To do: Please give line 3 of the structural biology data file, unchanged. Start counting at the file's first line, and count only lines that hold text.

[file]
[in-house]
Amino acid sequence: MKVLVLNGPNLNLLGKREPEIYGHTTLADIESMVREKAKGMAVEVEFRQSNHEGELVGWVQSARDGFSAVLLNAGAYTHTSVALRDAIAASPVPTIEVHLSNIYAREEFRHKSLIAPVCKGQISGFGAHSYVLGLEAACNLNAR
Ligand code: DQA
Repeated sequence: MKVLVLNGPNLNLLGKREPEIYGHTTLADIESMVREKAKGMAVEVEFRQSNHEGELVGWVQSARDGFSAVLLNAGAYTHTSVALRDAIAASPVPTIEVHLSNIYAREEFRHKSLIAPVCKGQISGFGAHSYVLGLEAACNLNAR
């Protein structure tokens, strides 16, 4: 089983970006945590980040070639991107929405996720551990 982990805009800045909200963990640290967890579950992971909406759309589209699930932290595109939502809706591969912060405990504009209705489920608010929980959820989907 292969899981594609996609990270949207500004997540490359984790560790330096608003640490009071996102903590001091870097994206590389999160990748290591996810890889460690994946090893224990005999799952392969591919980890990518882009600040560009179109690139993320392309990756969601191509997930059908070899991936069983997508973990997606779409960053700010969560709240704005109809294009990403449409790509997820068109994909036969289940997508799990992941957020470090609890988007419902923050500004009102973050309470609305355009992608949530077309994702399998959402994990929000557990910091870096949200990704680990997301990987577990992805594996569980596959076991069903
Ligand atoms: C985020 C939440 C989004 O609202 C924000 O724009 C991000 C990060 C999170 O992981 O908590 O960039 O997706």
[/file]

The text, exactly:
Ligand code: DQA